The three women. Photo: Francesca Perani

Even when choosing the name for the group, 'Architette' felt like “a step too far”, Perani explained, so they opted for 'Archidonne' – a hybrid of 'architetti' (architects) and 'donne' (women).

However, she's hopeful that the term will now become common parlance. “Just as it was difficult for people to use assessora (councillor) and sindaca (mayor) at first, it’s the same for architetta. They’ll get used to it,” she said.

Laura Onofri, one of the founders of equal opportunities movement SeNonOraQuando? (If not now, when?), agrees.

“One of the factors that can change the patriarchal cultural models within our country is language,” she says. “It isn’t a case of whether a word 'sounds right' or not. It’s about using the right words to define people and circumstances in a way that is not only correct but is equal.”

The issue of sexism inherent to language has long been discussed in Italy. A 1987 book, 'Sexism in the Italian language' by Alma Sabatini, first recommended avoiding the use of 'generic masculine' – for example, saying 'uomo' (man) when referring to people in general. 

Following the publication of the work, Italy's linguistic academy updated its own guide, saying that it was incorrect to avoid using the feminine form when referring to women. And more recently, the President of Italy's Chamber of Deputies, Laura Boldrini, and Rome mayor Virginia Raggi asked to be called 'la Presidente' and 'la sindaca' respectively.

But why was the issue so important to the three Bergamo architects?

Campaigner Silvia Vitali explains: “The gender gap is apparent in the difficulty women have in getting into the job market, fragmented and discontinued careers, lowly-qualified jobs and – above all – significantly lower incomes than their male counterparts.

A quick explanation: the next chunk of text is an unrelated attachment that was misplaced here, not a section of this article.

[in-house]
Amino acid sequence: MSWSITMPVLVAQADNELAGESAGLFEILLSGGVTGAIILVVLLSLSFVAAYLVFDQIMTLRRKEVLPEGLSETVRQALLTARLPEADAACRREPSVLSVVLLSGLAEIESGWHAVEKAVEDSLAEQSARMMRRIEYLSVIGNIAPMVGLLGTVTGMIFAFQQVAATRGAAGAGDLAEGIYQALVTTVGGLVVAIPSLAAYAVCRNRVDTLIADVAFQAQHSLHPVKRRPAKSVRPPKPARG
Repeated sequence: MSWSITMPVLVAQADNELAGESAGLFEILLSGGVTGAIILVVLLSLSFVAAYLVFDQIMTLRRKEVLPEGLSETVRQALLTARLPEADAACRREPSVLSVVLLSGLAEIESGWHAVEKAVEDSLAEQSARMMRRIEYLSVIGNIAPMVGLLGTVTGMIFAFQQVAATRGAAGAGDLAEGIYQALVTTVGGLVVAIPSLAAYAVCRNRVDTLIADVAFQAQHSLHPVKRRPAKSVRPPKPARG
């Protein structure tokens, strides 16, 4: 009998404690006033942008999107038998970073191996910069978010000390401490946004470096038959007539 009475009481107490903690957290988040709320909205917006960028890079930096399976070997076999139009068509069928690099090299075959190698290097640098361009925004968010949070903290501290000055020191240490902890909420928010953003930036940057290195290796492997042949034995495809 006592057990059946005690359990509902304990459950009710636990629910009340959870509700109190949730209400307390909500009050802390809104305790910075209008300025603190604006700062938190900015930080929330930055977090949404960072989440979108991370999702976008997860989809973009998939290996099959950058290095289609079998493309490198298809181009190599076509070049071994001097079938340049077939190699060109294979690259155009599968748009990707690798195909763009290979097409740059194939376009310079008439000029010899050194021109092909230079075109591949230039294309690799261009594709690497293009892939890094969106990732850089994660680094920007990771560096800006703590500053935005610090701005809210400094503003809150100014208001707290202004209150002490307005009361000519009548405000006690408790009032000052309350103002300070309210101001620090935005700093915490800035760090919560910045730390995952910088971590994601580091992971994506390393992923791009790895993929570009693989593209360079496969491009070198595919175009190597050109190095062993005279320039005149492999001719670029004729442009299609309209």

“Women engineers and architects respectively have an average income of 56% and 63% less than their male colleagues in spite of the fact that they may be better qualified.”

Vitali's interest in using the female form of her profession was awakened after attending a course on gender and equality at Bergamo University, sponsored by the Department of Equal Opportunities.

She says the course made her more sensitive to issues of gender mainstreaming and highlighted how societal mechanisms slow down women’s progress.

And when Bergamo City Council in October 2016 ruled in favour of revising all terms used in council forms, in order to emphasise both genders, Vitali decided to make an official request to be called 'architetta'. 

Mariacristina Brembilla, the third architect behind the proposal, hopes that using the feminine form will increase visibility for women in the profession and help to break down gender stereotypes.

“We need to break with the idea of the man as the bread-winner and the woman as the caregiver, in order to improve work-family balance and ensure a fairer distribution of tasks and roles within the family,” she says.

“These stereotypes affect all of society, not just self-employed women, and children should be brought up to be aware of gender equality.”

Rachael Martin is a freelance writer. She came to Italy 19 years ago and made it her home. She is bilingual and writes in both English and Italian. Contact Rachael on Instagram or Twitter, or follow her website.

Want to write a guest blog for The Local Italy? Get in touch at [email protected]

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Photo: Tiziana Fabi/AFP